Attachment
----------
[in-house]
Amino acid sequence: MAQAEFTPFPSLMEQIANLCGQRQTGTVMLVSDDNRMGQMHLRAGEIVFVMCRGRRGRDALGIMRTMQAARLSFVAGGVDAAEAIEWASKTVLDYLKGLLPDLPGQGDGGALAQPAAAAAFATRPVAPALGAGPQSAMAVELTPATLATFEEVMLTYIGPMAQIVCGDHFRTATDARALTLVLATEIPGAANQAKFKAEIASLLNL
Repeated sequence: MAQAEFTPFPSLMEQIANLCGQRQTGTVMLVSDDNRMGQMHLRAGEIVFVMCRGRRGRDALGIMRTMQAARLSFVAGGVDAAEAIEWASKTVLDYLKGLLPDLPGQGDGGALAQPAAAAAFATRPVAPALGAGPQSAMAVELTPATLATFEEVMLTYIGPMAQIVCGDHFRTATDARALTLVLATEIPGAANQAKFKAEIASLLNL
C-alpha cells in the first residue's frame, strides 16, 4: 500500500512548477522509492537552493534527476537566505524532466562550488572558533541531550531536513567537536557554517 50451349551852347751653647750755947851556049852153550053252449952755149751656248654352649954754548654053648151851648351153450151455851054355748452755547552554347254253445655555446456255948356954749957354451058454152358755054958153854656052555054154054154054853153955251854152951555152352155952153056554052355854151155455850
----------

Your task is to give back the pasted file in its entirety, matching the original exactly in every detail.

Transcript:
[in-house]
Amino acid sequence: MAQAEFTPFPSLMEQIANLCGQRQTGTVMLVSDDNRMGQMHLRAGEIVFVMCRGRRGRDALGIMRTMQAARLSFVAGGVDAAEAIEWASKTVLDYLKGLLPDLPGQGDGGALAQPAAAAAFATRPVAPALGAGPQSAMAVELTPATLATFEEVMLTYIGPMAQIVCGDHFRTATDARALTLVLATEIPGAANQAKFKAEIASLLNL
Repeated sequence: MAQAEFTPFPSLMEQIANLCGQRQTGTVMLVSDDNRMGQMHLRAGEIVFVMCRGRRGRDALGIMRTMQAARLSFVAGGVDAAEAIEWASKTVLDYLKGLLPDLPGQGDGGALAQPAAAAAFATRPVAPALGAGPQSAMAVELTPATLATFEEVMLTYIGPMAQIVCGDHFRTATDARALTLVLATEIPGAANQAKFKAEIASLLNL
C-alpha cells in the first residue's frame, strides 16, 4: 500500500512548477522509492537552493534527476537566505524532466562550488572558533541531550531536513567537536557554517 50451349551852347751653647750755947851556049852153550053252449952755149751656248654352649954754548654053648151851648351153450151455851054355748452755547552554347254253445655555446456255948356954749957354451058454152358755054958153854656052555054154054154054853153955251854152951555152352155952153056554052355854151155455850